Now that we’re almost 4 months into the #2017flipchallenge, it’s a good time to step back, reflect and see what’s working– and what isn’t.
I’ve learned, lost and won over the past few months and I’m happy to share a few tips I’ve found that work for hitting that $20,0170 goal.
Check it out!
What to sell
• When selecting items to flip, consider one of the basic models of economics: supply and demand. High-supply, low-demand items will always perform the worst. Low-supply, high-demand items are money magnets.
• Build an inventory of easy to ship, lightweight objects. Sure, maybe that vintage lamp just sold on eBay for a good chunk of change– but if you’re spending big money on shipping you’ll eat away your margins.
• Sell what you know. I know about watches and cars– so that’s where my focus tends to be. It wouldn’t make sense in time or risk for me to branch out to, say, porcelain dolls or broken iPads. If a new item you’re not familiar with does strike a curiosity, go for it– but be sure to learn more before investing too much.
How to sell it
• Is an item not selling? Try offering free shipping and pad you price to compensate a bit. Sometimes that trick of psychology will make the sale for you.
• Is an item still not selling? Try bundling it with a similar item. This not only makes it look like a better deal, it also saves you time on listing multiple items.
• And if it’s still not selling, make sure your price is in line with similar items by checking “Sold” auctions on eBay. Ensure it’s posted on multiple auction or selling platforms. Play with copy and descriptions. Make an effort to sell the item in your listing; what problem will it solve for this person or what value will it add to their lives?
• Use every platform possible for selling; the more channels to sell through, the better. LetGo, OfferUp, eBay, Craigslist, Facebook Marketplace and Instagram are some of the best bets.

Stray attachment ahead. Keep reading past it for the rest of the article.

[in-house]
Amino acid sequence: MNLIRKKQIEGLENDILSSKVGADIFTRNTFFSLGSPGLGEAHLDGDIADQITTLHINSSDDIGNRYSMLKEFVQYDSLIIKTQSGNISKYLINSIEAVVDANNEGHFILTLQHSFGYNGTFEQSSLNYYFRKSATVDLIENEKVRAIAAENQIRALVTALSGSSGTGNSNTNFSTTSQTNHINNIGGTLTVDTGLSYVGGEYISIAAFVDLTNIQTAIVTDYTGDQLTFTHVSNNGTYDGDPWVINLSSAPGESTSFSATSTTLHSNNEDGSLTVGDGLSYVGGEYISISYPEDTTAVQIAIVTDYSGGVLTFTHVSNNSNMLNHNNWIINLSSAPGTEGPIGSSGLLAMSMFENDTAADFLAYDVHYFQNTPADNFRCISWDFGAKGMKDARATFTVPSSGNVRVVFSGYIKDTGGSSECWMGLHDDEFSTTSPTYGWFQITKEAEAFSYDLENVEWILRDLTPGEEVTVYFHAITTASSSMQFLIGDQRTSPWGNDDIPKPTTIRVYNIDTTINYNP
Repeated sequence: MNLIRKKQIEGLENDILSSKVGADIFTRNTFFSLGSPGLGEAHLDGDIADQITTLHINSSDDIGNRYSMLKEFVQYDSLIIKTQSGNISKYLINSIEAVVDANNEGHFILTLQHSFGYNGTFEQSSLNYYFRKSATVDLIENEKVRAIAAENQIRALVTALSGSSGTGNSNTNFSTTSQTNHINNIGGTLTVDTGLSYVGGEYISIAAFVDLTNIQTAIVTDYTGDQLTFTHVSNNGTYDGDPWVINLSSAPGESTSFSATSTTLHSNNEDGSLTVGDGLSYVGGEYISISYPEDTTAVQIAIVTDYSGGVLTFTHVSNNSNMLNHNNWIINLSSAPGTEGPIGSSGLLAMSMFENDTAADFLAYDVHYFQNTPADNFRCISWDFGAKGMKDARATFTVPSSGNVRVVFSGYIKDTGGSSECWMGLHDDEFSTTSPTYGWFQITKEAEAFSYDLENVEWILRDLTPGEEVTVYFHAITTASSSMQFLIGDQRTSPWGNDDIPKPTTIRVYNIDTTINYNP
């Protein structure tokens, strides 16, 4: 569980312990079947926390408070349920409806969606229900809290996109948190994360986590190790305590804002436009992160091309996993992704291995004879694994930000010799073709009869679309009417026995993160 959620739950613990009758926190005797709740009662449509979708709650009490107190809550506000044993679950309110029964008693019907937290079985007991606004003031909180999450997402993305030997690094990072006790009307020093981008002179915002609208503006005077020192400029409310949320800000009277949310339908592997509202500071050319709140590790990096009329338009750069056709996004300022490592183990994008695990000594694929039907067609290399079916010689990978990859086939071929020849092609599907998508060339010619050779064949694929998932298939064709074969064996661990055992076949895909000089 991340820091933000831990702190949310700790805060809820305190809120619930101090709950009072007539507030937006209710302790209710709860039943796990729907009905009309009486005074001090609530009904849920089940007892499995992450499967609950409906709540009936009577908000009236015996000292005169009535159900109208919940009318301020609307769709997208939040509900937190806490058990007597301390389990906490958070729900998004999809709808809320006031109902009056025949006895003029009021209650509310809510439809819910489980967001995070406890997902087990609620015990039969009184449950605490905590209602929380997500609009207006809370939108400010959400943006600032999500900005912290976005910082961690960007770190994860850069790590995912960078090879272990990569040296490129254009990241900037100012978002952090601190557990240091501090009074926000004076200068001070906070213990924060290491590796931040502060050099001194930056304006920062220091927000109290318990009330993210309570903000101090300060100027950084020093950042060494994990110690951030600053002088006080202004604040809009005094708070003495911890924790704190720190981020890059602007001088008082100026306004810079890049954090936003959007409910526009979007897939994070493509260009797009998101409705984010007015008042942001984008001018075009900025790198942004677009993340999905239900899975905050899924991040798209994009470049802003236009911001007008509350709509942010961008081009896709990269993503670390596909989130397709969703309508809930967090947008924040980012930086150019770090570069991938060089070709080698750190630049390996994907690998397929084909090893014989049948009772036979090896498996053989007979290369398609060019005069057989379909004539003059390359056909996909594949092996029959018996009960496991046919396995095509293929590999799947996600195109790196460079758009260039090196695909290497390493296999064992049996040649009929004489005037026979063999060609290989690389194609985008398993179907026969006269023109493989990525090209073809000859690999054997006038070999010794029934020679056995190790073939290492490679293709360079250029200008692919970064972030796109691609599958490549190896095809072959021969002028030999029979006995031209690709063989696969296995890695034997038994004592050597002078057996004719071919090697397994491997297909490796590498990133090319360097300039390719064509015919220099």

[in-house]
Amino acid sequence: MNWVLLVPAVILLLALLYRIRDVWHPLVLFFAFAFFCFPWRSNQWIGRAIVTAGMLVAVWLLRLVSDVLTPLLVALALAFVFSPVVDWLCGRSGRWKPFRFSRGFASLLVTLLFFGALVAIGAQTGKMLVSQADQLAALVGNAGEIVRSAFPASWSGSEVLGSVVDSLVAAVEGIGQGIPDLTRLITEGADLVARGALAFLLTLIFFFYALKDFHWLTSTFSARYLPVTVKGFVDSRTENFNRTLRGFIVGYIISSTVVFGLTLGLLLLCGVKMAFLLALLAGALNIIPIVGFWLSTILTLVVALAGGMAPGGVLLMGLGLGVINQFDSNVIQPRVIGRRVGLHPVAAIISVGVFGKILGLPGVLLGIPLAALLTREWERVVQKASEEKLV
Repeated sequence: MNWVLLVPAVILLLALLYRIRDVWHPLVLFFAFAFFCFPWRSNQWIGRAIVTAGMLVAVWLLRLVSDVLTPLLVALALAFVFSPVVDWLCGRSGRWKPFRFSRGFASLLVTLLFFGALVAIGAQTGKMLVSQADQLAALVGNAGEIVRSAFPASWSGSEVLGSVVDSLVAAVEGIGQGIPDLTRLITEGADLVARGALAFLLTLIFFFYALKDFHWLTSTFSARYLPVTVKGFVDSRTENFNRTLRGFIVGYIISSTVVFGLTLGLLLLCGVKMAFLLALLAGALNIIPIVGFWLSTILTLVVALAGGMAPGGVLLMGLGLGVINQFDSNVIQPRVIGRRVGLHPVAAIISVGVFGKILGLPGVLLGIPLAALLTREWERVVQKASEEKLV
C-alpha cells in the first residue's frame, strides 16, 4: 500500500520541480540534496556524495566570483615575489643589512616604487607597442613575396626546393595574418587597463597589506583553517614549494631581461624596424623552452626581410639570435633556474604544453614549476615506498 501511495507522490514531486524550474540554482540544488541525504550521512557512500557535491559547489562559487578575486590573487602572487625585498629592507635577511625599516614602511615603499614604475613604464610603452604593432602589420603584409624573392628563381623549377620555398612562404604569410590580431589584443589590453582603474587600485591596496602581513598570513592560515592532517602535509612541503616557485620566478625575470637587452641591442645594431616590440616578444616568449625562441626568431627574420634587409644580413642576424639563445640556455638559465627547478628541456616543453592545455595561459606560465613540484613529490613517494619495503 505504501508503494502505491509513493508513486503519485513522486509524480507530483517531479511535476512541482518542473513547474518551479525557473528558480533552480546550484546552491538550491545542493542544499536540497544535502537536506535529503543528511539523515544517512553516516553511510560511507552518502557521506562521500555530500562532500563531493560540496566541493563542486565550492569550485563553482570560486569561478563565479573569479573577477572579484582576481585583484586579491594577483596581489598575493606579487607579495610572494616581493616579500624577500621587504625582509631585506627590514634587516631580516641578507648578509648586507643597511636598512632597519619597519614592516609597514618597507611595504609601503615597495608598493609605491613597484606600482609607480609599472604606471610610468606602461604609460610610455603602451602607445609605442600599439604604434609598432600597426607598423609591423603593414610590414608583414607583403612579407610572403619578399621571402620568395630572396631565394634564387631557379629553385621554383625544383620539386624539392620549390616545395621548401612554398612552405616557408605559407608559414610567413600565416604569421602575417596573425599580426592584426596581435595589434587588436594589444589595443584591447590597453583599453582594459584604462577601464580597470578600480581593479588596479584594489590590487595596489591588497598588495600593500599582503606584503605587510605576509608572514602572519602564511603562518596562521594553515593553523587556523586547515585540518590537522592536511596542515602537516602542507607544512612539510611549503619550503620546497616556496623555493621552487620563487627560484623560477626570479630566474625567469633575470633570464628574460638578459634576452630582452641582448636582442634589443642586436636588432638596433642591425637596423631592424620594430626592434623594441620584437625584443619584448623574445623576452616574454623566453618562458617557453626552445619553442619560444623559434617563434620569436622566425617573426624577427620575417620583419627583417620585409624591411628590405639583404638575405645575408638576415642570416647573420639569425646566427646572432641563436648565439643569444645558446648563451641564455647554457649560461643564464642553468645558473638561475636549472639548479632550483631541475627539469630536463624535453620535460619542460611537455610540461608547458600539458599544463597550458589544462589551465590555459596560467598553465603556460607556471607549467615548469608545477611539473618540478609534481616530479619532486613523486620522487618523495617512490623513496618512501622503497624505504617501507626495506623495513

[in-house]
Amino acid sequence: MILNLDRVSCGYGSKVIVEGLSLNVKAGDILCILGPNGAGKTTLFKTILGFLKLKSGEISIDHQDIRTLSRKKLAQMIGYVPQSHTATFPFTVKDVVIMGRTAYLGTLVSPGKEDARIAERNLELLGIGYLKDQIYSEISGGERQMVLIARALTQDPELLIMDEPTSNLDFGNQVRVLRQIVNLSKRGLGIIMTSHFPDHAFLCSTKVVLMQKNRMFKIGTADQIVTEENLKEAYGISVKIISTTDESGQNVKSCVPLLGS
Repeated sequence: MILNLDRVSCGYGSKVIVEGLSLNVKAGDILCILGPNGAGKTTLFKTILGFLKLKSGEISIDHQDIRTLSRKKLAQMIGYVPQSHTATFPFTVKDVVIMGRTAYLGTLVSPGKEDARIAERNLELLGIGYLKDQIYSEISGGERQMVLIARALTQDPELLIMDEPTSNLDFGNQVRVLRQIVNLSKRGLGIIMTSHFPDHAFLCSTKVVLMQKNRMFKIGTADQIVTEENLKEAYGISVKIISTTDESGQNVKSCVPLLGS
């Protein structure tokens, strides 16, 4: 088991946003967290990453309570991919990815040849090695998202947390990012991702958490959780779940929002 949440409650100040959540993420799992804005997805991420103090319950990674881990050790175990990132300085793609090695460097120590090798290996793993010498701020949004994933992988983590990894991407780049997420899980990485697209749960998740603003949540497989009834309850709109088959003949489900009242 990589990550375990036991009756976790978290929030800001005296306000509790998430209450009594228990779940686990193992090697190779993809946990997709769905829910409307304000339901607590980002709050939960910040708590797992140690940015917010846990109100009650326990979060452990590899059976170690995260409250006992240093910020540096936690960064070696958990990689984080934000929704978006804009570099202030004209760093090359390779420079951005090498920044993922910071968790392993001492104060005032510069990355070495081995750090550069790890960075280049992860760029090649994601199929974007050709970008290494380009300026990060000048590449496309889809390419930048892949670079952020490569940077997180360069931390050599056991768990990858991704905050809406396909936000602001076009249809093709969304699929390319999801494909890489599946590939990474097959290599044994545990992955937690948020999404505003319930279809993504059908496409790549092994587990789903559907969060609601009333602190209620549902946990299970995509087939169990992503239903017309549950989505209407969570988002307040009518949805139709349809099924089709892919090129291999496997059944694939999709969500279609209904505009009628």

• But use the platform that makes sense. If an item is large or expensive to ship, Craigslist or LetGo might be best. If an item has specific appeal (clothing, hobbies, collectibles, etc.), eBay is you best for attracting buyers.
• If something has a very specific appeal, go straight to your target market on a forum. If you’re flipping a horse saddle you picked up on Craigslist for $20, find the most active farm or equestrian forum you can and post it in their classified section. Chances are if there are collectors, hobbyists, enthusiasts or otherwise there’s at least one active forum.
What to do after you’ve sold it
• Shipping books, DVDs or CDs? Use Media Mail through USPS to save on shipping costs.
• Buy shipping supplies in bulk. Tape, bubble wrap and envelopes can add up. By visiting a wholesale club or Amazon you can score huge quantities of supplies for much less.
• Stay organized by tracking your cost, selling price, shipping expenses and more. Check out the helpful spreadsheet at the end of this post I shared a few weeks ago.
• Remain positive. It’s easy to get disappointed when you’re having a slow sales week, but keep trying new strategies and keep a steady flow of inventory coming in. Use data and numbers to influence what you buy and sell, for how much and through which channel.
Keep on flipping
Flipping is one of the most enjoyable, easiest ways to try out entrepreneurship and the Flip Challenge is the perfect introduction.
What tips and tricks do you have for crushing Gary Vee’s 2017 Flip Challenge?